I just need to build my custom storage solution. The enterprise grade solution provided by third part company is too expensive and it doesn't cover my requirements.

I have overview all the mainstream 4U storage server case in the market. They all support hot-plugin but the amount of HDD they support is still not enough. Like below:

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I found the server case from 45Drives fit my demand well. However they don't sell cases alone.

Is there any case like below:

enter image description here

Without over complicated structure?

Because I am not so rich, I would prefer some budget-friendly cases?

Update 2022-09-21

Some description about requirements:

The system I would like to build is for permanent data storage. There is no life-cycle of data, only new data will added, and old data won't be deleted, Every piece of data, new or old have similar chance to be access. But the accessing intensity will not be so high. The amount of new added data per unit time will be increased polynomial as the time passed.

  • "doesn't cover my requirements" - what are your requirements? Why don't these existing solutions meet them?
    – Tetsujin
    Commented Sep 20, 2022 at 16:10
  • a 2-bay synology as RAID-1 can provide 16tb worth of space using 3.5" hdd's. if that's not enough then look at there 12-bay or 16-bay models. You still did not indicate the size of permanent storage space you want to achieve, which is really the most important piece of information and will dictate the cost.
    – ron
    Commented Sep 21, 2022 at 14:26
  • you would probably be better off purchasing/renting cloud based storage cost-wise if you need some ridiculous amount of storage space.
    – ron
    Commented Sep 21, 2022 at 14:27

2 Answers 2


you need to provide more numerical detail

for a 3.5" HDD you will commonly find rack mounts holding around 12 to 16 at most. That's because of the size of the 3.5" disk and the 19" width limit of the rack. Look at Synology products as a reference.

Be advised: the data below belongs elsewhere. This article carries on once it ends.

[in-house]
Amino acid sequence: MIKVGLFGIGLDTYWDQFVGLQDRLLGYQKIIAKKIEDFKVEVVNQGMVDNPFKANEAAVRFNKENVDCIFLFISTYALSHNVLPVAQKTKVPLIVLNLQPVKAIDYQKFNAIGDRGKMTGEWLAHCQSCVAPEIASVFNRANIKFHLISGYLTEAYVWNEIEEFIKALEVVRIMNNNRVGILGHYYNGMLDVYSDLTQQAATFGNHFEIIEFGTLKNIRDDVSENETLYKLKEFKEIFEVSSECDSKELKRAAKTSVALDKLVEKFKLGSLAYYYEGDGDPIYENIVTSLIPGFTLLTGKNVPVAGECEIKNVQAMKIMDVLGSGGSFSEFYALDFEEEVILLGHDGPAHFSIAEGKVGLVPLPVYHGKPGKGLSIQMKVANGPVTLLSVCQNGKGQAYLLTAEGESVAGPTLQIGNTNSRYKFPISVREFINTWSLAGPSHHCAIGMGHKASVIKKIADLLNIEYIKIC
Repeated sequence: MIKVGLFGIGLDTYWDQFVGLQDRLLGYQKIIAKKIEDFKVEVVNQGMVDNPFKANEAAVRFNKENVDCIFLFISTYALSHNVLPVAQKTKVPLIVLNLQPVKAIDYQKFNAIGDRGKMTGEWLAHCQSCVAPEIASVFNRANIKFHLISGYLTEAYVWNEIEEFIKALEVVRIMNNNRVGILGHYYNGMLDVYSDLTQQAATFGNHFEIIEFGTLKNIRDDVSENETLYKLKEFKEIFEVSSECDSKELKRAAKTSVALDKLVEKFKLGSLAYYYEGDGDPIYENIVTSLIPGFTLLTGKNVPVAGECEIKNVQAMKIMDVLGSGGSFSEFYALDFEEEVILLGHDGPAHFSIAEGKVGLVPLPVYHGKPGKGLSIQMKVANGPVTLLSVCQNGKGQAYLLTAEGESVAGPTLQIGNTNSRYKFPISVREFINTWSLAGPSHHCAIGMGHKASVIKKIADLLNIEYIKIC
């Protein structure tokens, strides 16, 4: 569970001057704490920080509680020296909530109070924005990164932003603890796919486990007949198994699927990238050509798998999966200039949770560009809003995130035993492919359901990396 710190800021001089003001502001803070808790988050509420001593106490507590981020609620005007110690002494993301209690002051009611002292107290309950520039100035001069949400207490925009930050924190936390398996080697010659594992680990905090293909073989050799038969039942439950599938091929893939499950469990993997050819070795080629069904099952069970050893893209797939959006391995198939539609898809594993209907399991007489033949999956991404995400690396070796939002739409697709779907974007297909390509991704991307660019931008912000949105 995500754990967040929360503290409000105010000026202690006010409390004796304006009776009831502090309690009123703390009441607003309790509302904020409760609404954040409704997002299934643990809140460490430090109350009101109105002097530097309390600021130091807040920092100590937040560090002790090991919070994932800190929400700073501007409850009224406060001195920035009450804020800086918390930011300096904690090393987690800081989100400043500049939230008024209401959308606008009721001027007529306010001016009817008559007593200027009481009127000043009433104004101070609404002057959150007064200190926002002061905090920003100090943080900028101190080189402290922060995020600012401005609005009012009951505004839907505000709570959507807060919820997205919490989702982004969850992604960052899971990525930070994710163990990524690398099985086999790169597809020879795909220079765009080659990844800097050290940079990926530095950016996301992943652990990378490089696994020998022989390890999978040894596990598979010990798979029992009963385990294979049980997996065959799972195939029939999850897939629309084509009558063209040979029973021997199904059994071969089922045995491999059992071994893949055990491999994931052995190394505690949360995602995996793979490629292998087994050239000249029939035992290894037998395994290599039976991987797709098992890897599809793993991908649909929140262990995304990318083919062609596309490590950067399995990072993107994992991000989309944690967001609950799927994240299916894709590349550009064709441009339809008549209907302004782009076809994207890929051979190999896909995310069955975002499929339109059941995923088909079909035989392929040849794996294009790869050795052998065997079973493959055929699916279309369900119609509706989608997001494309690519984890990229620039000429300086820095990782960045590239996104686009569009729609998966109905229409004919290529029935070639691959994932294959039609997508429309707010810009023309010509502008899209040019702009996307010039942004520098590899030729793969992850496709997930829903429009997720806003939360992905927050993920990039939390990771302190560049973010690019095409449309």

you didn't mention how much storage space you actually want, if you just want to use a lot of disks (for whatever reason) then you need to move to the 2.5" size enterprise style disks, whether they are hdd or ssd. This supermicro https://www.supermicro.com/en/products/chassis/2u/216/sc216be2c-r920wb is a 2U height having 24 2.5" disks. That's about the most you can commonly do, given available space and getting a RAID controller card to support 24 disks. It's not like they make motherboards with 24 sata ports.

After that, a Dell ME4084 powervault holds 84 disks. https://www.delltechnologies.com/asset/en-us/products/storage/technical-support/h17384-powervault-me4-series-ss.pdf

It's not so much finding or making a rack case to house N disks, it's the associated motherboard and raid controller cards and back planes to make N disks work. I don't think building a custom storage solution is worthwhile- not for a tower pc type rig of more than ~8 disks; at best I would say a supermicro barebones 2U chassis that can provide for 24 2.5" disks.

  • But as I mentioned before, system from 45 Drive can support up to 60 3.5" HDD, but it doesn't sell case separately. It means that the system I am going to build is technically feasible. I just seeking for the case with same factor as what 45 drive is using. Commented Sep 21, 2022 at 4:17
  • stuff like that is for system builders who then retail a built unit to consumers. It's not something anyone can just cobble together. You didn't mention how many disks you want to have, and why, best I can tell you is if your budget is not greater than $20,000 USD then all this writing here is nothing more than time wasted.
    – ron
    Commented Sep 21, 2022 at 13:00
  • like more than 50 disks per 4U server. Commented Sep 26, 2022 at 5:44

Discontinued Content Servers are excellent. I use these myself. Inexpensive, 900 TB per 4U with low cost 18 TB Seagate SAS drives.

I use ZFS, so adding drives on the fly is simple. Redundancy can be solved by mirrors or raidz.

You will want to go surplus/used as cases of this type often cost thousands new.

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